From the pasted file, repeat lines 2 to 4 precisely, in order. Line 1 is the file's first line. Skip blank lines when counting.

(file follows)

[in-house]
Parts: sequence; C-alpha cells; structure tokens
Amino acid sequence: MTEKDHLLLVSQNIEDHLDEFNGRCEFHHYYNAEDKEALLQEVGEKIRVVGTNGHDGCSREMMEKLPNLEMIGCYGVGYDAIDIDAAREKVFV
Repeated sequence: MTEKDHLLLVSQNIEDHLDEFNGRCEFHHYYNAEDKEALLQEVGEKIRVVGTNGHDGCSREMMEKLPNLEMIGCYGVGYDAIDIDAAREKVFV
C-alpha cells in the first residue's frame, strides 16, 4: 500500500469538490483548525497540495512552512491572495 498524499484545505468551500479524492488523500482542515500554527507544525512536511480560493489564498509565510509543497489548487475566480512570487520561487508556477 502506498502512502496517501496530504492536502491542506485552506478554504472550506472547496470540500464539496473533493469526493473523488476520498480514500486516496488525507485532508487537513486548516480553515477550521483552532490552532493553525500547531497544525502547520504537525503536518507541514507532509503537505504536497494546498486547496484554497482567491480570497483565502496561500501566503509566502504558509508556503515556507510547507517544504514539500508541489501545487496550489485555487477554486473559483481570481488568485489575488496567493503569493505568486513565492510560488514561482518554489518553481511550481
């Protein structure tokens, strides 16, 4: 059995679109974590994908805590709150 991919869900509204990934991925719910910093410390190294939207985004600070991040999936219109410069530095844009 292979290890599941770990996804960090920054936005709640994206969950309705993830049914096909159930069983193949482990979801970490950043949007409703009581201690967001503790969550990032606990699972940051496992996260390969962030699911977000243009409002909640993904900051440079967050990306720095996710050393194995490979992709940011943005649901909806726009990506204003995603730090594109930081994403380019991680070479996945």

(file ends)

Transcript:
Parts: sequence; C-alpha cells; structure tokens
Amino acid sequence: MTEKDHLLLVSQNIEDHLDEFNGRCEFHHYYNAEDKEALLQEVGEKIRVVGTNGHDGCSREMMEKLPNLEMIGCYGVGYDAIDIDAAREKVFV
Repeated sequence: MTEKDHLLLVSQNIEDHLDEFNGRCEFHHYYNAEDKEALLQEVGEKIRVVGTNGHDGCSREMMEKLPNLEMIGCYGVGYDAIDIDAAREKVFV